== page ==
Kombu, or kelp, is a sea vegetable that helps to soften beans, making them more digestible and less gassy. It has a deep flavor that is often used as a basis for stocks and soups in Japanese cooking, and this rich depth will also season a pot of beans. Kombu is available in Asian groceries and natural foods stores. It can be pricey, but you can offset the expense with the frugality of beans, especially if you cook them from scratch.
Spread the beans on a plate or tray, look through them for rocks and then transfer them to a saucepan. Cover the beans with water and soak them for at least an hour or as long as overnight. Soaking, like adding kombu, helps to break down the enzymes that can make beans hard to digest; using both processes gives extra insurance. Change the water when you're ready to cook the beans, and then bring them to a boil.
Add at least a postage stamp-size strip of kombu for each pound of dried beans. Using a smaller amount of kombu will save money but using more kombu will give your beans additional flavor. Because the flavor of kombu tends to contribute quietly in the background rather than aggressively asserting itself, the additional kombu you add is unlikely to take over the flavoring of your bean dish. Rather, it will accentuate and help develop the flavors of the other seasonings you add.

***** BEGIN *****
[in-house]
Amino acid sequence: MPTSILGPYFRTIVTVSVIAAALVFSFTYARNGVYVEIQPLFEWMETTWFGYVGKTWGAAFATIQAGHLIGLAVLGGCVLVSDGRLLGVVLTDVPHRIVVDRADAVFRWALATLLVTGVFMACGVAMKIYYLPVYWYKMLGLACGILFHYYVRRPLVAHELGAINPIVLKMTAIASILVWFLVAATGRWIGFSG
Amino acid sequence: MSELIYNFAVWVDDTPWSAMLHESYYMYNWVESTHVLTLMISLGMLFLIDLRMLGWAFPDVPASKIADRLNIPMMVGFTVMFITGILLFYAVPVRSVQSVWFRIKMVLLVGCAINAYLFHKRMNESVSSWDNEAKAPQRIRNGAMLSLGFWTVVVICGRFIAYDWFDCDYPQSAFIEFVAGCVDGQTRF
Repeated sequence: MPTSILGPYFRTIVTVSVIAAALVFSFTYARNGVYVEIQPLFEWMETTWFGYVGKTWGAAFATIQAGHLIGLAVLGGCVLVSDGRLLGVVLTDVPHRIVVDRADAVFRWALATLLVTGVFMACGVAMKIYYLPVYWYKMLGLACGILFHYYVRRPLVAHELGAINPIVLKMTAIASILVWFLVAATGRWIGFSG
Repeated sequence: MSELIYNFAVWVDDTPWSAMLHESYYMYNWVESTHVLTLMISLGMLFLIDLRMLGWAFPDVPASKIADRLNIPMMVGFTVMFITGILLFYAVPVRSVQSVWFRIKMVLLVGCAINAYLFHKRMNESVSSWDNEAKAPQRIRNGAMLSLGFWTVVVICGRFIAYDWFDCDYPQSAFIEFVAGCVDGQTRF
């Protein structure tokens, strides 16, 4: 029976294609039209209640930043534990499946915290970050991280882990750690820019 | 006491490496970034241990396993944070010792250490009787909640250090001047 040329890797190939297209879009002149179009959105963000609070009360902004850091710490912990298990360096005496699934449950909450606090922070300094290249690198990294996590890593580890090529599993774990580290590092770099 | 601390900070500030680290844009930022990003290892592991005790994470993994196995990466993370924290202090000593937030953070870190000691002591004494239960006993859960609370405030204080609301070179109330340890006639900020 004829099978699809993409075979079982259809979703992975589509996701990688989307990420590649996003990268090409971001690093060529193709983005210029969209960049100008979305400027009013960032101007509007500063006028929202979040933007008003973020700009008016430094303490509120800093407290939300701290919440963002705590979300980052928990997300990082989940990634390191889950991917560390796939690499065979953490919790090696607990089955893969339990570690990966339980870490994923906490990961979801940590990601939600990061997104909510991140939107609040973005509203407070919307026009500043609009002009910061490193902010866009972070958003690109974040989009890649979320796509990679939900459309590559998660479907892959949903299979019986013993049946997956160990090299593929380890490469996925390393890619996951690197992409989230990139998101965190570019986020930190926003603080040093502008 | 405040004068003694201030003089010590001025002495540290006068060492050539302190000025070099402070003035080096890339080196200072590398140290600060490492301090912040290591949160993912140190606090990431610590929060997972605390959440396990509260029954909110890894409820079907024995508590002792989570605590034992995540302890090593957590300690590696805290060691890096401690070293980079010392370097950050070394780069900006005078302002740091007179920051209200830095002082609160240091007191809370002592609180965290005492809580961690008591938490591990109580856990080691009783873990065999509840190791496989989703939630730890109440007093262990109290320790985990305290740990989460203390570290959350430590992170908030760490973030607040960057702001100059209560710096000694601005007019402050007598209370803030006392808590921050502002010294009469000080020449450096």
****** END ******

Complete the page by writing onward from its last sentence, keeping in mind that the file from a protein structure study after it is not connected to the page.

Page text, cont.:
Cook the kombu along with the beans during their entire cooking time. After about an hour, the kombu will start to break down, thickening the bean cooking liquid. Let the beans and the seaweed continue to cook until the kombu is thoroughly disintegrated. The process of breaking down allows the kombu flavor to continue working its way into the beans.
Drain the beans if you will be using them in a salad or in a dish that does not require additional liquid. Getting rid of the cooking liquid will waste some of the flavor that the kombu has infused, but the beans will be flavorful nonetheless. If you are preparing a stew where you can incorporate the cooking liquid, simply substitute it for the stock or water in the recipe.
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Devra Gartenstein is a self-taught professional cook who has authored two cookbooks: "The Accidental Vegan", and "Local Bounty: Seasonal Vegan Recipes". She founded Patty Pan Cooperative, Seattle's oldest farmers market concession, and teaches regular cooking classes.
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